In Statu Quo: Structures of Negotiation is the theme of the exjibition at the Israeli Pavilion. Curated by Ifat Finkelman, Deborah Pinto Fdeda, Oren Sagiv and Tania Coen-Uzzielli it traces the complex mechanism of the 'Status Quo' within shared holy places in Israel-Palestine, a controversial and fragile system of coexistence.
Entitled “Repair”, the Australian pavilion, curated by Mauro Baracco and Louise Wright, will recreate a typical Australian grassland on which large scale projections will showcase examples of Australian architecture that are also aimed at repairing the ecosystems they occupy. Image © University of Queensland.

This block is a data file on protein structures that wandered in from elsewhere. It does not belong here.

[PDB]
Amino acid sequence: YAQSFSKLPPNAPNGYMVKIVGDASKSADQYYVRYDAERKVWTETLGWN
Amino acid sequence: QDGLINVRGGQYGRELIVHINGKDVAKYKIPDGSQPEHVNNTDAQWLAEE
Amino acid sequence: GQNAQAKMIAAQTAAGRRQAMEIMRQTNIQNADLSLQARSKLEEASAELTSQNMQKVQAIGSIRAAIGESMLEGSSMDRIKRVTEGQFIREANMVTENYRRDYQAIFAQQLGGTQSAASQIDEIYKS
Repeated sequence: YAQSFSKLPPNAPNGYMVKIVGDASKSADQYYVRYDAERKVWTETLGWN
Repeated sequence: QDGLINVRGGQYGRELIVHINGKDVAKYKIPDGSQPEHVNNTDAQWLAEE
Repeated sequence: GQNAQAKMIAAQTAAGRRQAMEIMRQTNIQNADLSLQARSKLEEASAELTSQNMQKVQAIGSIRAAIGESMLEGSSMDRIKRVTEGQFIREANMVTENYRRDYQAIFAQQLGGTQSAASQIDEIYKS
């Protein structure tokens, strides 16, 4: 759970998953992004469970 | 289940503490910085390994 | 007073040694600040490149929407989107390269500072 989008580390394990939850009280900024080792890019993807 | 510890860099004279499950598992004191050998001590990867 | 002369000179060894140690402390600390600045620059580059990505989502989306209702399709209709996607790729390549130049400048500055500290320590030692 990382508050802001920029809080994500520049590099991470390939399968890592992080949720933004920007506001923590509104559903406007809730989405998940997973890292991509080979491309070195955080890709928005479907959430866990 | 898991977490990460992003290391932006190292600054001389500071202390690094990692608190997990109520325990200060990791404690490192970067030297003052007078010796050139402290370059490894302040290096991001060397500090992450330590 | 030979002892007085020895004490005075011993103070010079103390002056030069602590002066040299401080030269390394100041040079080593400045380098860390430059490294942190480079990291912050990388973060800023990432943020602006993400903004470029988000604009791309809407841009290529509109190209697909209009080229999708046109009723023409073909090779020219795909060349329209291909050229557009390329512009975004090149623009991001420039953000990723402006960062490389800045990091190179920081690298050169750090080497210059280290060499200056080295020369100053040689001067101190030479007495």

The exhibition at the Irish pavilion concentrates on the slow death of the Irish town square.
PING PONG PANG-
The installation Ping Pong Pang Diplomacy by Maloco collective, connects the Spanish, Belgian and Dutch pavilions through a path of multicolored ping pong tables, along with a great three-sided, tri-national ping pong table, celebrating exchange, cross-pollination and architecture. The proposal addressed an open call for a temporary installation that would create a physical dialogue between venues and a metaphorical dialogue between nations. In order to move along the path, one has to measure him/herself up with another person. The 16th edition of the Venice Architecture Biennale will take place from Saturday 26 May through Sunday 25 November, 2018.